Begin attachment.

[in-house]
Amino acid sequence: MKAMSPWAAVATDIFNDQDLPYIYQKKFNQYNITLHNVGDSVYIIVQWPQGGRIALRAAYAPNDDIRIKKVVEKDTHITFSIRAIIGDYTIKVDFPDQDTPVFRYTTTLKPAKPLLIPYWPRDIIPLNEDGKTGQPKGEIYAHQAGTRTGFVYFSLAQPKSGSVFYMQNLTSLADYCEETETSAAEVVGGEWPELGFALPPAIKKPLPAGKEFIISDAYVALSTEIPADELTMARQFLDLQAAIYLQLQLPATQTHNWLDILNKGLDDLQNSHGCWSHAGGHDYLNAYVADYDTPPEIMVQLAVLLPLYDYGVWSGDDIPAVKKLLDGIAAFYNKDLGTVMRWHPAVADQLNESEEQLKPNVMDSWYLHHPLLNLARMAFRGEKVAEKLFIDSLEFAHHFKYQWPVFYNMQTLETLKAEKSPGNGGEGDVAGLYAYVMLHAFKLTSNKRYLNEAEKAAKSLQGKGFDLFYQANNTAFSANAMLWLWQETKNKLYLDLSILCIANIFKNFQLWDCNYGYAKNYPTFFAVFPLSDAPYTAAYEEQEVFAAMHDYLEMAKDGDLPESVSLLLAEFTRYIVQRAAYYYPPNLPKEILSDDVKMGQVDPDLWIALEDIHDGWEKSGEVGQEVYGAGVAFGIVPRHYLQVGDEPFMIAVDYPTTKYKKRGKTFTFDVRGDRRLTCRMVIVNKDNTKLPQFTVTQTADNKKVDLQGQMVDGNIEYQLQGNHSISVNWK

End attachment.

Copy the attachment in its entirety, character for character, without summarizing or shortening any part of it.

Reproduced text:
[in-house]
Amino acid sequence: MKAMSPWAAVATDIFNDQDLPYIYQKKFNQYNITLHNVGDSVYIIVQWPQGGRIALRAAYAPNDDIRIKKVVEKDTHITFSIRAIIGDYTIKVDFPDQDTPVFRYTTTLKPAKPLLIPYWPRDIIPLNEDGKTGQPKGEIYAHQAGTRTGFVYFSLAQPKSGSVFYMQNLTSLADYCEETETSAAEVVGGEWPELGFALPPAIKKPLPAGKEFIISDAYVALSTEIPADELTMARQFLDLQAAIYLQLQLPATQTHNWLDILNKGLDDLQNSHGCWSHAGGHDYLNAYVADYDTPPEIMVQLAVLLPLYDYGVWSGDDIPAVKKLLDGIAAFYNKDLGTVMRWHPAVADQLNESEEQLKPNVMDSWYLHHPLLNLARMAFRGEKVAEKLFIDSLEFAHHFKYQWPVFYNMQTLETLKAEKSPGNGGEGDVAGLYAYVMLHAFKLTSNKRYLNEAEKAAKSLQGKGFDLFYQANNTAFSANAMLWLWQETKNKLYLDLSILCIANIFKNFQLWDCNYGYAKNYPTFFAVFPLSDAPYTAAYEEQEVFAAMHDYLEMAKDGDLPESVSLLLAEFTRYIVQRAAYYYPPNLPKEILSDDVKMGQVDPDLWIALEDIHDGWEKSGEVGQEVYGAGVAFGIVPRHYLQVGDEPFMIAVDYPTTKYKKRGKTFTFDVRGDRRLTCRMVIVNKDNTKLPQFTVTQTADNKKVDLQGQMVDGNIEYQLQGNHSISVNWK